Recently I received an e-mail from Adam Stein who enjoys hold’em in casinos in the Seattle, Washington, area. He was quite erudite, writing of a player who might have been "angle shooting." That’s an intriguing term that I rarely hear spoken at the poker tables. So I did some research.
According to Michael Weisenberg’s The Official Dictionary of Poker (MCU Publishers), an angle shooter is "a poker player who uses various underhanded, unfair methods to take advantage of inexperienced players." (I’m not sure it has to be limited to "inexperienced" players.)
It’s almost – but not quite – cheating. You might question whether it is ethical; but, like it or not, it’s technically within the legal bounds of the game in most casinos.
This was echoed by Learn-Texas-Holdem.com on the Internet: The rules of Texas Hold’em are fairly clear. Still, there will always be someone who tries to skirt them. "Players who try to bend the rules … to their advantage are called angle shooters." They hope to gain an advantage by actions that are not technically rules violations, but are inappropriate.
Examples of Angle Shooting
One of the most common methods of angle shooting is acting out of turn in a way that is the opposite of how the player will actually declare when it is his turn. He knows the out-of-turn act is not binding. In response, the player who was declaring, changes his originally intended action; perhaps he checks rather than bets, expecting to complete a check-raise after the angle shooter makes the bet. Surprise! The angle shooter also checks, saving himself a bet. (You may have seen this happen!)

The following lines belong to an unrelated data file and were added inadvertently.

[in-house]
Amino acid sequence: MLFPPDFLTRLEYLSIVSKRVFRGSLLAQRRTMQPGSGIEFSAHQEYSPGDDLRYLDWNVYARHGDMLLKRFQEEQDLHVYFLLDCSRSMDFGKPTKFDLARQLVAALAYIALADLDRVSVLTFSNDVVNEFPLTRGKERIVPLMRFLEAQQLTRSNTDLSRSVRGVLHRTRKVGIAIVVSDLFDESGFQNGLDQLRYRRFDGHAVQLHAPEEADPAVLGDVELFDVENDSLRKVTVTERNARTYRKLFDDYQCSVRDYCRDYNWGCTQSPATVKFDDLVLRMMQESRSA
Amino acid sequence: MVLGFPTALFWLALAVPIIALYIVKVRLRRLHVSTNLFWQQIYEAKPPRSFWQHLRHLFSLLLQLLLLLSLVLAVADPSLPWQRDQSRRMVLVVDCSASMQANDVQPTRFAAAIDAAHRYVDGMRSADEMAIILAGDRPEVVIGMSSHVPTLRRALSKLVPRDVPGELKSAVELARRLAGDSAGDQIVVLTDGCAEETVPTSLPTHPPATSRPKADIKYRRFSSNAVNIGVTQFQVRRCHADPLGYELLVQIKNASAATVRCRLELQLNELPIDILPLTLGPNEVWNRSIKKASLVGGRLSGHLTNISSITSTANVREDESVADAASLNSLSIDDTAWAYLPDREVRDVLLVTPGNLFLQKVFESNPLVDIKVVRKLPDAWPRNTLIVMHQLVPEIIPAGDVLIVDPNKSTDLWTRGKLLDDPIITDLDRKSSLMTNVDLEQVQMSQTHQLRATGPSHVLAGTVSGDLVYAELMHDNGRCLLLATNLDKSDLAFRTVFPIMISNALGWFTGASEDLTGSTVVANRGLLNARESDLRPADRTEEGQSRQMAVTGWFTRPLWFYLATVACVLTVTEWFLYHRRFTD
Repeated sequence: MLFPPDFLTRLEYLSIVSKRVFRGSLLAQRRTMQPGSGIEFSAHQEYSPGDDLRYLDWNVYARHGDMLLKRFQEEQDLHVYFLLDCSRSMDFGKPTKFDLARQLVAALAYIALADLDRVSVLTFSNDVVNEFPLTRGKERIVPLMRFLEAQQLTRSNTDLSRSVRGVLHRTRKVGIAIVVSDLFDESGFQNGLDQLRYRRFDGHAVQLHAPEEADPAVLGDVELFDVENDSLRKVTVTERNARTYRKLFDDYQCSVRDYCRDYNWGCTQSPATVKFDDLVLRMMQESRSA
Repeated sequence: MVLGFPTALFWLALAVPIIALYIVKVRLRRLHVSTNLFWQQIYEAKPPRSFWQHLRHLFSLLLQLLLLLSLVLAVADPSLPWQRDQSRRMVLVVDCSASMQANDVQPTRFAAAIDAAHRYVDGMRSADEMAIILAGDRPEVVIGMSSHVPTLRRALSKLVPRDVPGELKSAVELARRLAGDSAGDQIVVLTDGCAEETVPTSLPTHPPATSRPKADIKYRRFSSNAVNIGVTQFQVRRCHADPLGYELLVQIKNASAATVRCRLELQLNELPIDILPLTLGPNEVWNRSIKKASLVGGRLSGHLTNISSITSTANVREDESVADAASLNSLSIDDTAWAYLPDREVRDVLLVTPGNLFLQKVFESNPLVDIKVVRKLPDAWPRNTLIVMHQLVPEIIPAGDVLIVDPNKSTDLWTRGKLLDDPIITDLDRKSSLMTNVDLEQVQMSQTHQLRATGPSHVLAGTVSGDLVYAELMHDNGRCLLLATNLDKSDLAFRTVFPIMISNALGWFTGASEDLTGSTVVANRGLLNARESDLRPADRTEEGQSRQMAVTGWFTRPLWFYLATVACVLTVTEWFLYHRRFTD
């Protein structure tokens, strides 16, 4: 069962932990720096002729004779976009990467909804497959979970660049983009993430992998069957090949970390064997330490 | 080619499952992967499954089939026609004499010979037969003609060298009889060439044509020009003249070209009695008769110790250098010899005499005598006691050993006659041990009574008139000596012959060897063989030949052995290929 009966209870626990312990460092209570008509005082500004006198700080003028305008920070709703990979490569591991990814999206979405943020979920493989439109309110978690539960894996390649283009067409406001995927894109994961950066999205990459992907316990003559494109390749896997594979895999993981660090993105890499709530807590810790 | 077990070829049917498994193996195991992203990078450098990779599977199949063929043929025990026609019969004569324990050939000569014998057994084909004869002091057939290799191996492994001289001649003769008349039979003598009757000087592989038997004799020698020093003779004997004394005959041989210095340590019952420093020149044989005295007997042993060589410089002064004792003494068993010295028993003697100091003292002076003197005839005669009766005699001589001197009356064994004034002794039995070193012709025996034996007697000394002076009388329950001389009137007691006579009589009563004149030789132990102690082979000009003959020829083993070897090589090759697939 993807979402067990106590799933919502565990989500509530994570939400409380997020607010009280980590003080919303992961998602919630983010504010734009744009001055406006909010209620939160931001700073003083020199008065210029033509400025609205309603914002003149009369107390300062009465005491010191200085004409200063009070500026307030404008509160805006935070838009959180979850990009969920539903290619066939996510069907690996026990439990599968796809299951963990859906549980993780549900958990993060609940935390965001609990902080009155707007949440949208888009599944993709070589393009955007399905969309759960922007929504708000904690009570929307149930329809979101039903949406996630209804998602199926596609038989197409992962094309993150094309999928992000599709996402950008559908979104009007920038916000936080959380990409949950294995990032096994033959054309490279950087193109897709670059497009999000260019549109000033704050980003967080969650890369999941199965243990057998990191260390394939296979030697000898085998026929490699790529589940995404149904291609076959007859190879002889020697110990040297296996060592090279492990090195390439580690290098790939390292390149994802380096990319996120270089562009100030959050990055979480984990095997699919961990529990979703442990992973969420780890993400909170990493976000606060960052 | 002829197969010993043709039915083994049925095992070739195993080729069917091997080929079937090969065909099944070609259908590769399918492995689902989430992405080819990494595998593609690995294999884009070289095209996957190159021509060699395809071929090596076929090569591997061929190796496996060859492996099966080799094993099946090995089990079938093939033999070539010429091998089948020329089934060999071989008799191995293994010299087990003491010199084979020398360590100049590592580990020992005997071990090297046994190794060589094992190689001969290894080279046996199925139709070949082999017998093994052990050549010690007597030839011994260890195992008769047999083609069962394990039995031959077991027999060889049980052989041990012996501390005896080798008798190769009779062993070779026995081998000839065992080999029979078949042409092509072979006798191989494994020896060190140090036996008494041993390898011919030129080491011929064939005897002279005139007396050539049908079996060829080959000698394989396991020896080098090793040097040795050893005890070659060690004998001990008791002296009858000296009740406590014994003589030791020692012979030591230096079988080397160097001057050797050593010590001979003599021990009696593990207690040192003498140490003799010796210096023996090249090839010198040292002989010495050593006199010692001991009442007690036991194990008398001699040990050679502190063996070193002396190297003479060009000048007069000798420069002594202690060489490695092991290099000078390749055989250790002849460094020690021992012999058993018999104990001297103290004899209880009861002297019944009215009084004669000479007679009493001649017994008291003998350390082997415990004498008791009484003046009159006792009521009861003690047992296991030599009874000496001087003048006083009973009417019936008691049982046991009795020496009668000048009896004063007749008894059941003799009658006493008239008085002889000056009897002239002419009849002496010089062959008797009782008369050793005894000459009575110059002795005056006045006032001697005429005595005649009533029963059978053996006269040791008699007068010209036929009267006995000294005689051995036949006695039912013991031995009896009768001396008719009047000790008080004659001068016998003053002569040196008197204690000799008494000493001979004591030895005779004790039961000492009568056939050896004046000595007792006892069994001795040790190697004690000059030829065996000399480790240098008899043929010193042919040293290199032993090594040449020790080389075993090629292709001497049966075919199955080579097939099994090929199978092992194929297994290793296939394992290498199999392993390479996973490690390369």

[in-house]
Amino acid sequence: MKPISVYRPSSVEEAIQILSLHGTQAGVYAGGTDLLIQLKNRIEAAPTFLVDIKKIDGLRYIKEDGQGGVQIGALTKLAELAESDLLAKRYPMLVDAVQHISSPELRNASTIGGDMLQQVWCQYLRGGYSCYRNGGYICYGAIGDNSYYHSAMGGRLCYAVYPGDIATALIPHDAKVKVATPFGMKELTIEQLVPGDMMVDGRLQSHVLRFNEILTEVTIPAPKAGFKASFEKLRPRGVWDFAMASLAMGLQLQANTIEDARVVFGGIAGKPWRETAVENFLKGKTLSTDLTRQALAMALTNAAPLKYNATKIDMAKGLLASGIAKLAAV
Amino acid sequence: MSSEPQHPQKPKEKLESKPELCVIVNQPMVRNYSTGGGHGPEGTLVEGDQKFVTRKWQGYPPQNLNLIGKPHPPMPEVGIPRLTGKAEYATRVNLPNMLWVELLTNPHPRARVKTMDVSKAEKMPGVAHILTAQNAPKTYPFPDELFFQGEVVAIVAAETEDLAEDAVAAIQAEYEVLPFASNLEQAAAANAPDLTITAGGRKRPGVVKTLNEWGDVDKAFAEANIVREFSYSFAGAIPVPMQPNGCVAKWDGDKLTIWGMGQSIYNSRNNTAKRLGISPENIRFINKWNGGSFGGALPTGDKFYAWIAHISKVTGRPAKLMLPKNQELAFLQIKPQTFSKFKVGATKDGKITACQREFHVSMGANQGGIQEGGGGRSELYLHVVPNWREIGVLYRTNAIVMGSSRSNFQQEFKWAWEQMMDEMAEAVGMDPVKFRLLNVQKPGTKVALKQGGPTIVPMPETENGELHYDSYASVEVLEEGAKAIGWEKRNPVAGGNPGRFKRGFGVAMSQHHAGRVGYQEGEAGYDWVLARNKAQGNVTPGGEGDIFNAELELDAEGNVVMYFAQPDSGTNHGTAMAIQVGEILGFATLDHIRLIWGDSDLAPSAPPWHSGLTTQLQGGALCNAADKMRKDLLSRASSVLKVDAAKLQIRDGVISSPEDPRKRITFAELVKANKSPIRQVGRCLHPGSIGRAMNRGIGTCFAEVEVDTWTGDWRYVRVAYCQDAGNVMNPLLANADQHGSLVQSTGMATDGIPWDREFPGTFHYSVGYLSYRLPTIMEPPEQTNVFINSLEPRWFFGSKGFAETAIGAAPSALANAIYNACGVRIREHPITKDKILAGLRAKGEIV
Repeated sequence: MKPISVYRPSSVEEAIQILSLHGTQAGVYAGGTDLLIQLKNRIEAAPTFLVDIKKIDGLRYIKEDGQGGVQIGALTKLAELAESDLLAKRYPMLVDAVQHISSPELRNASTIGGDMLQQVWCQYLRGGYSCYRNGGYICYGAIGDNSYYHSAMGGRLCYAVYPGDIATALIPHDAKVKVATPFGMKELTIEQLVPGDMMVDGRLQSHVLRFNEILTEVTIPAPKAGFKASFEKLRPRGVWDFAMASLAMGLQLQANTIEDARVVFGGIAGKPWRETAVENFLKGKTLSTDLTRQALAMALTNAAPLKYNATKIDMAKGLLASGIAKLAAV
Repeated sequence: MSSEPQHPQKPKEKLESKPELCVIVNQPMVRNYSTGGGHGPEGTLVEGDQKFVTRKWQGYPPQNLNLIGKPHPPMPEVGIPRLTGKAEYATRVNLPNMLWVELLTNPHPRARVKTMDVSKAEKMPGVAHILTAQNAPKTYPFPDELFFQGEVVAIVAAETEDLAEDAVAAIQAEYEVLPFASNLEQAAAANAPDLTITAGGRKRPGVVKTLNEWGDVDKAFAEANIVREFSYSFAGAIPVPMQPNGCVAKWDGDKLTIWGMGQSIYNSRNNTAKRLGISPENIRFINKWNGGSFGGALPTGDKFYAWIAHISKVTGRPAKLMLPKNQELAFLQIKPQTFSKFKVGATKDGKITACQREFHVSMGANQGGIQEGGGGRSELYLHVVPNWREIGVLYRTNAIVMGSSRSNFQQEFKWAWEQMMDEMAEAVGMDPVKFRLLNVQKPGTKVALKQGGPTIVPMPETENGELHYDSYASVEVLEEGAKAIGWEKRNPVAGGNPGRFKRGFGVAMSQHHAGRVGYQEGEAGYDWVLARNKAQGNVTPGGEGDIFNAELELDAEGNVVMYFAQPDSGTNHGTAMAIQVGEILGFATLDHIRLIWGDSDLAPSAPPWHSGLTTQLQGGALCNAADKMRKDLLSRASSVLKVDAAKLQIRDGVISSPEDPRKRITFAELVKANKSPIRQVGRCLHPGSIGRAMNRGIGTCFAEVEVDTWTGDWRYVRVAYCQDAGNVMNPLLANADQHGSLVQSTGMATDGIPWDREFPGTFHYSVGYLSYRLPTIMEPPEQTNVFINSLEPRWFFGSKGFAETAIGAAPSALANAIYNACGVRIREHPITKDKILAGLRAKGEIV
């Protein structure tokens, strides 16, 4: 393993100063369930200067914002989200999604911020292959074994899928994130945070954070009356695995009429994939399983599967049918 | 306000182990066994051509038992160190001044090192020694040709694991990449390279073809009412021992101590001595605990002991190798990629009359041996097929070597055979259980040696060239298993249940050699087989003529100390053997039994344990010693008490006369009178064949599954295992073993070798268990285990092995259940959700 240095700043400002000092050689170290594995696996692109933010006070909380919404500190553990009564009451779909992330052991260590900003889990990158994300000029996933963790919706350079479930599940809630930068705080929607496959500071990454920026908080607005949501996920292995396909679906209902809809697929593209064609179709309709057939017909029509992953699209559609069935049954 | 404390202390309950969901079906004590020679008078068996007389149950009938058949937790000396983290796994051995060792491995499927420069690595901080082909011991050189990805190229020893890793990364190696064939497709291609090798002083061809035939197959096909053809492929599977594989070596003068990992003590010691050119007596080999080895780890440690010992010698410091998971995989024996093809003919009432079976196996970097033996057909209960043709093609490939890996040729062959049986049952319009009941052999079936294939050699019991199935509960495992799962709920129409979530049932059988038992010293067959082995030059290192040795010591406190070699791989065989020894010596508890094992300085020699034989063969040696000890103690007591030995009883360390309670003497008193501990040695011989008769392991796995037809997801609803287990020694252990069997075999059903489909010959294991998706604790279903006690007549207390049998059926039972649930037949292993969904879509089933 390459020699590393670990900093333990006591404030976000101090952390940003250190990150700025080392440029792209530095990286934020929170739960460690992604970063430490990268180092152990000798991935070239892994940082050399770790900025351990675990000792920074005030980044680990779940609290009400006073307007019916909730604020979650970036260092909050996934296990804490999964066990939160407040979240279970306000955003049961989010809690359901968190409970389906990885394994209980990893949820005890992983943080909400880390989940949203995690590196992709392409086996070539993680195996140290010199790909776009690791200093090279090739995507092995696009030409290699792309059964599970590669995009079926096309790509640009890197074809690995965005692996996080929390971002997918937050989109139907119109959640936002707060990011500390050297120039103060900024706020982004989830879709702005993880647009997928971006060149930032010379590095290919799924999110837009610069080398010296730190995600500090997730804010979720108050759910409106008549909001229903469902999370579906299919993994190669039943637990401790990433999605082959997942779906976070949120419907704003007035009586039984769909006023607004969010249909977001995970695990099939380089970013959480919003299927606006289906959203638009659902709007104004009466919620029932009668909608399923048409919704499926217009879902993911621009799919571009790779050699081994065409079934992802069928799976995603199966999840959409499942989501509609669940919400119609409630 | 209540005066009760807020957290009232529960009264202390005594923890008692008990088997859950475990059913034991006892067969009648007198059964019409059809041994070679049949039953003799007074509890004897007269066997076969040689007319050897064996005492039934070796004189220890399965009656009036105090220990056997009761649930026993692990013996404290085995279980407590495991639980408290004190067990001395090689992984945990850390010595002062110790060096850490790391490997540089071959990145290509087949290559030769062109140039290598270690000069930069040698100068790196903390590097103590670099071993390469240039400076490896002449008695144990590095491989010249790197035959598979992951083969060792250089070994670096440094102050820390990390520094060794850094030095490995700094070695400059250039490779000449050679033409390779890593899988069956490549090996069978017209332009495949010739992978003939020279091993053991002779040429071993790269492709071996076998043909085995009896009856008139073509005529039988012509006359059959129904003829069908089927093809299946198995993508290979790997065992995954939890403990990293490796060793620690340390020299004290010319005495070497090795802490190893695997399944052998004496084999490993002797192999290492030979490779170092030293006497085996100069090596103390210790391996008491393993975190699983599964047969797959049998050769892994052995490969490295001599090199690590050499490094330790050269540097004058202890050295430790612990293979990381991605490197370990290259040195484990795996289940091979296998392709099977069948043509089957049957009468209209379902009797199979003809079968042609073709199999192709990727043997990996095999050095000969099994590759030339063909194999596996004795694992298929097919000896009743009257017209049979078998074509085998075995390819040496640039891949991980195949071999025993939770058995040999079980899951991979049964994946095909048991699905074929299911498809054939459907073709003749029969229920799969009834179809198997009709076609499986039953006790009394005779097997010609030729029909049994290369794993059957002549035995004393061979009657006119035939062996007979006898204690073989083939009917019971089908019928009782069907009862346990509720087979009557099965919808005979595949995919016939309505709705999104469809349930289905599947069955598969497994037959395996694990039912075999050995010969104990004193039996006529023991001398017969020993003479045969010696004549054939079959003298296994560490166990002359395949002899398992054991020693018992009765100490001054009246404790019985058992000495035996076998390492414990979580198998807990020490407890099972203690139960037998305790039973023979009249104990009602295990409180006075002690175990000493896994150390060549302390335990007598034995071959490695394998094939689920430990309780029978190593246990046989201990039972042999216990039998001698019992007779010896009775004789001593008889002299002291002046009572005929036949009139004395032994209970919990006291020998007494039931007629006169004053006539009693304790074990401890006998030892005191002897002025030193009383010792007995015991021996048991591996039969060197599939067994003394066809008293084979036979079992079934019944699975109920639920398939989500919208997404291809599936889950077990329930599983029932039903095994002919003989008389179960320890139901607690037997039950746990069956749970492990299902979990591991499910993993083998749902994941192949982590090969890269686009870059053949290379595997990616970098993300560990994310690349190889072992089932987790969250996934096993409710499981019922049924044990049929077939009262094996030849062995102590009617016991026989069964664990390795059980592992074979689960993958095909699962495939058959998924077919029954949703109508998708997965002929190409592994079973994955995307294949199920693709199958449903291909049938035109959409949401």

Another interesting example was at a no-limit game in a casino. Player A moved all his chips into the pot. Player B, about to declare, asked "Are you all in?" The answer was "yes." Then, after waiting awhile, Player B nodded, "All right. What do you have?" Player A then turned up his hand, showing the nut flush! Thereupon Player B announced: "Great hand. I’m folding." Player A got angry. He thought that Player B had agreed to call his all-in bet. The floorman clarified: "He never said he called." True, Player B had never committed to call the all-in bet. It was a good "angle shot."
The Best Defense
Like it or not, angle shooting usually is technically legal. The best defense: Be aware of such a player at your table; take that into consideration when he acts or speaks. Certainly, do not believe him when he announces his hand at the showdown; wait for him to turn it face up. If you declare after him, watch to see what he actually does – not what he had indicated by prior action or words.
(I am sure that many of you have experienced angle shooters, whether or not you branded them as such. How about sharing your experience with other readers of GamingToday? E-mail a short description to me at [email protected]. There will be a reward for the first person whose experience we use in this column. Please indicate if we can use your full name and where you play poker.
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